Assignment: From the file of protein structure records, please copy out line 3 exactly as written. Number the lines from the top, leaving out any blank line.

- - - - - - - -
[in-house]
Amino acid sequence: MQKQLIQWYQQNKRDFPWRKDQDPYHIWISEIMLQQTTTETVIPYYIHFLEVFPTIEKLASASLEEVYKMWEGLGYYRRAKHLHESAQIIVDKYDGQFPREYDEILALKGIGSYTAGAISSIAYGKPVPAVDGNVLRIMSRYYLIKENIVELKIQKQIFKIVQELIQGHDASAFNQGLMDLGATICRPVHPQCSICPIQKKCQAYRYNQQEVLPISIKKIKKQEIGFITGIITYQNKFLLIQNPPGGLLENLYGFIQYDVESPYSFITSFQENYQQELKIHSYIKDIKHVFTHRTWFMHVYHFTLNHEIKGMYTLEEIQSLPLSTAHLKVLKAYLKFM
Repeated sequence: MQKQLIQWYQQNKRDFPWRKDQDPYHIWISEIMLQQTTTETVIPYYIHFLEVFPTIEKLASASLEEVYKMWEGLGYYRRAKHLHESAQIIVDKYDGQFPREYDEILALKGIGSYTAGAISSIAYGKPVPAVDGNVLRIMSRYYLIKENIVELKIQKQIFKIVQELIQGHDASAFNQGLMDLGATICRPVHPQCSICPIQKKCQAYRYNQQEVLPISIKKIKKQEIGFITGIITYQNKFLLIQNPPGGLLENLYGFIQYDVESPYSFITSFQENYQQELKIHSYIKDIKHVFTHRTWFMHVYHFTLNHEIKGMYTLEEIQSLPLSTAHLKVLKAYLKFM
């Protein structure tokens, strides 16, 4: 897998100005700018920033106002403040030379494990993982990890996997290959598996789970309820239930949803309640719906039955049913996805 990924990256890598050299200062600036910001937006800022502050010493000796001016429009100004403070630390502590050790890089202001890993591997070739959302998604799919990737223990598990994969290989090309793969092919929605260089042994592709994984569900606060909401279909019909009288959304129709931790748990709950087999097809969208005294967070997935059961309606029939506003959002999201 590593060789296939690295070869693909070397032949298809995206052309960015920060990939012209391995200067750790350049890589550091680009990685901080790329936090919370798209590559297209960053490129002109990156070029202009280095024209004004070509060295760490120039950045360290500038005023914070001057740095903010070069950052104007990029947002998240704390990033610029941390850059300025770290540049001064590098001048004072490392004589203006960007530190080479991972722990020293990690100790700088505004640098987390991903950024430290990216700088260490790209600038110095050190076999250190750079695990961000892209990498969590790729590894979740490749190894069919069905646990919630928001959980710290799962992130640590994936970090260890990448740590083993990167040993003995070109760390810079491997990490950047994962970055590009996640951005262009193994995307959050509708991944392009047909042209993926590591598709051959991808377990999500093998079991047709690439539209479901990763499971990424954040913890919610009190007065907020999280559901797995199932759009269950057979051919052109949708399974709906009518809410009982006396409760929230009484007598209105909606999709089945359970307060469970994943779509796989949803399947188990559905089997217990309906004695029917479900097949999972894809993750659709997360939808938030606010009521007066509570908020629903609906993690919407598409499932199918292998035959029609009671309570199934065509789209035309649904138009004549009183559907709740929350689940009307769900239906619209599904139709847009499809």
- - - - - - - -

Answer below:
Repeated sequence: MQKQLIQWYQQNKRDFPWRKDQDPYHIWISEIMLQQTTTETVIPYYIHFLEVFPTIEKLASASLEEVYKMWEGLGYYRRAKHLHESAQIIVDKYDGQFPREYDEILALKGIGSYTAGAISSIAYGKPVPAVDGNVLRIMSRYYLIKENIVELKIQKQIFKIVQELIQGHDASAFNQGLMDLGATICRPVHPQCSICPIQKKCQAYRYNQQEVLPISIKKIKKQEIGFITGIITYQNKFLLIQNPPGGLLENLYGFIQYDVESPYSFITSFQENYQQELKIHSYIKDIKHVFTHRTWFMHVYHFTLNHEIKGMYTLEEIQSLPLSTAHLKVLKAYLKFM